Voluntary slowdown in Cabot Strait

Slow down in the Cabot Strait

Help protect North Atlantic right whales by slowing down when transiting the Cabot Strait

The Government of Canada is committed to the protection of the North Atlantic right whale—an iconic endangered species with approximately 366 remaining in the world. As they migrate in and out of the Gulf of St. Lawrence, vessel traffic management measures are in place to help reduce their interactions with vessels.

In addition to mandatory vessel traffic management measures, Transport Canada has implemented a voluntary slowdown in the Cabot Strait during these periods:

  • April 28 to June 29, 2021

  • September 29 to November 15, 2021

 

During these dates:

  • Vessels more than 13 metres in length are asked to voluntarily reduce their speed and not exceed 10 knots over the ground while navigating through the Cabot Strait.
  • Other vessels are also encouraged to reduce their speed to help protect the North Atlantic right whales from collisions with vessels.

Refer to this map to see the Cabot Strait trial voluntary slowdown zone (shown in grey).

Learn more about Transport Canada’s other vessel traffic management measures to protect North Atlantic right whales

Government of Canada’s 2021 measures to protect North Atlantic right whales

Transcript

[Minister Alghabra]

Whales are awe-inspiring animals that play an important role in our marine ecosystems. Currently there are roughly only 366 North Atlantic right whales left in the world, which means they face an imminent threat to their survival. It is imperative that we continue to work to protect this iconic species for generations to come.

That’s why I’m pleased to be working with my colleague, the Minister of Fisheries, Oceans and the Canadian Coast Guard, the Honourable Bernadette Jordan, on minimizing the risks to endangered whale species.

We have an obligation to safeguard whales by taking actions that help to address their key threats, including noise pollution, collisions with vessels, and fishing gear entanglement.

In 2020, I’m pleased to say that there were no reported North Atlantic right whale deaths or new entanglements reported in Canadian waters. That’s good news and we’d like to maintain that success this year and into the future.

[Minister Jordan]

Our 2020 measures to protect right whales are working. Not only were there no new entanglements or deaths this year, 13 new calves were born!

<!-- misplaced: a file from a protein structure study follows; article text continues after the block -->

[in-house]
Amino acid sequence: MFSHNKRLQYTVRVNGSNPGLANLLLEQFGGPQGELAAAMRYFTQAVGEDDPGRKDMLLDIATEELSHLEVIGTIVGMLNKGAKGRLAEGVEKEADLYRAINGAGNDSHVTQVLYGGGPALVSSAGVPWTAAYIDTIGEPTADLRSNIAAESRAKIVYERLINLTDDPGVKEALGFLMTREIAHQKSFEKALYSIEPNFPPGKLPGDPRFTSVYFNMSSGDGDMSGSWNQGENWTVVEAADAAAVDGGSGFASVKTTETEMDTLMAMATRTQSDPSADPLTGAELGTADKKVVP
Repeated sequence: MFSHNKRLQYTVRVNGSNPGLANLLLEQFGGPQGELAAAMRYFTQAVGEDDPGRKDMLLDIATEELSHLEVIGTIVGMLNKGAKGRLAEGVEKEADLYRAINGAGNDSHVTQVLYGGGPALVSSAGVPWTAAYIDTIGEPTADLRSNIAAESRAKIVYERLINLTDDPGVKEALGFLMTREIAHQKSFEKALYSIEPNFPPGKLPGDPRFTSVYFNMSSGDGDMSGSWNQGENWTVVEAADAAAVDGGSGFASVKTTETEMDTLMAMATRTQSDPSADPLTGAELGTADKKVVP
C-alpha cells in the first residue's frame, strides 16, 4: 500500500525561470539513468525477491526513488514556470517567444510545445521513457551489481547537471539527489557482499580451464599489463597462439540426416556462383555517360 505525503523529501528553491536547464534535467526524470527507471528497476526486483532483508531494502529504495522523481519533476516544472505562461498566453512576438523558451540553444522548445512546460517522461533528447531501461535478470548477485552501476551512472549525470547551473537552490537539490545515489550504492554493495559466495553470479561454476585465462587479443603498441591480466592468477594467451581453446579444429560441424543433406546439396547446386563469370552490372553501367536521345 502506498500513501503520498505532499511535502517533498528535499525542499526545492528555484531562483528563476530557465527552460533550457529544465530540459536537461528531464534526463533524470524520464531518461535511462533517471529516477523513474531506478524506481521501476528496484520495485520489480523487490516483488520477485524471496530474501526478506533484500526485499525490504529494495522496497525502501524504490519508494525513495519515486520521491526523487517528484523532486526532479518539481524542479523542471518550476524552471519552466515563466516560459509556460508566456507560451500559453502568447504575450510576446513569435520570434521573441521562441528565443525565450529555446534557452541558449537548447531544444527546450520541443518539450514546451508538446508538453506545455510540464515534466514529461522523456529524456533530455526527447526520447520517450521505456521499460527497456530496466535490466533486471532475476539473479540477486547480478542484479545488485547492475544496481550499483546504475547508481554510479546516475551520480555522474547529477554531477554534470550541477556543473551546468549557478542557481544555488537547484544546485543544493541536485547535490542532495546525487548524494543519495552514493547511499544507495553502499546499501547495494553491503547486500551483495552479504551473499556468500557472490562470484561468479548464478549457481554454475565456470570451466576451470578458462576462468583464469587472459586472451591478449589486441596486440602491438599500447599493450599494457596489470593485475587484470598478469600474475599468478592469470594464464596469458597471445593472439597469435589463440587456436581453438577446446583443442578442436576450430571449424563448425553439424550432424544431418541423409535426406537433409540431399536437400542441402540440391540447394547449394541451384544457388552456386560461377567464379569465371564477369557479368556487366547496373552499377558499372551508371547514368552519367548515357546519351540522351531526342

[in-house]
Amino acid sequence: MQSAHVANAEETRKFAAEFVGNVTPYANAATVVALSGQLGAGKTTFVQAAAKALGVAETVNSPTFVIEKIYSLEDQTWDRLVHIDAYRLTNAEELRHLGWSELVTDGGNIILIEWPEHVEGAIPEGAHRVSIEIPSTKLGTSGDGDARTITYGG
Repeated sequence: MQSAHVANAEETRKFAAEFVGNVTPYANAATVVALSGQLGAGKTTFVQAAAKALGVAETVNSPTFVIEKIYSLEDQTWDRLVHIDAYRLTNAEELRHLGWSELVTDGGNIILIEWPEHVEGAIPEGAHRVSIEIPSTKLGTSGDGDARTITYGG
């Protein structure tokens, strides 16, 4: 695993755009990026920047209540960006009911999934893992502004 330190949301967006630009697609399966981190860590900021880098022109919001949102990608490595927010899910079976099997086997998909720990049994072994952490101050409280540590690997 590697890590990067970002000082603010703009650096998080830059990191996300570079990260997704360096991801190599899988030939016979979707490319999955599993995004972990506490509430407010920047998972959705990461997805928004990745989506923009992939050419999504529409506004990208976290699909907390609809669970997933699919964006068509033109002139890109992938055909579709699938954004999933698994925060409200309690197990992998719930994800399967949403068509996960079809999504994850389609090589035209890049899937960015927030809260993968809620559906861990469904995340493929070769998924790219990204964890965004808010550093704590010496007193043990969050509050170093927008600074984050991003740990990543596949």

So this year we’re building on that progress. Whenever whales are detected, DFO will continue to temporarily close the fishing area to protect that whale.

But this year, we’re improving our efforts in determining if whales remain present in closed areas, before deciding to extend a closure.

If a right whale is detected during the second half of a 15-day closure, DFO will extend the fishing area closure. 

If a right whale is not detected during the second half of a 15-day closure, DFO will re-open the fishing area after day 15.

This new approach will protect the whales, but it will also ensure that our hard-working fish harvesters are not unnecessarily prevented from accessing lucrative fishing grounds.

We’re also forming a new technical group of harvesters and right whale experts to help us improve our measures year after year. This is a team effort, and we have to be sure that the industry workers who are most impacted are involved in the process.

[Minister Alghabra]

For the 2021 season, Transport Canada will once again put in place a suite of measures that continue to preserve and protect our marine environment. These will include a mandatory speed restriction through much of the Gulf of St. Lawrence, where these whales have been detected in greater numbers over the past few years.

We will support the recovery of whales by investing in making a real, long-term and sustained effort.

Protecting species at risk is a responsibility shared by all Canadians. By working together with Indigenous partners, provincial and territorial governments, industry, environmental groups, and all Canadians, we will continue taking real action to protect our whales.

[Minister Jordan]

We could not protect these endangered whales without the continued hard work and partnership of our fishing and marine transportation sectors. Every whale that is protected is a direct result of their vigilance and cooperation.

No one wants to see these magnificent creatures put in harm’s way.

On behalf of all Canadians, we thank you. Let’s keep it up.

Map

Map showing the static zones, the dynamic shipping zones (A, B, C, D and E), the seasonal management areas, the Shediac Valley restricted area, the 20 fathom shallow water protocol line and the trial voluntary slowdown zone

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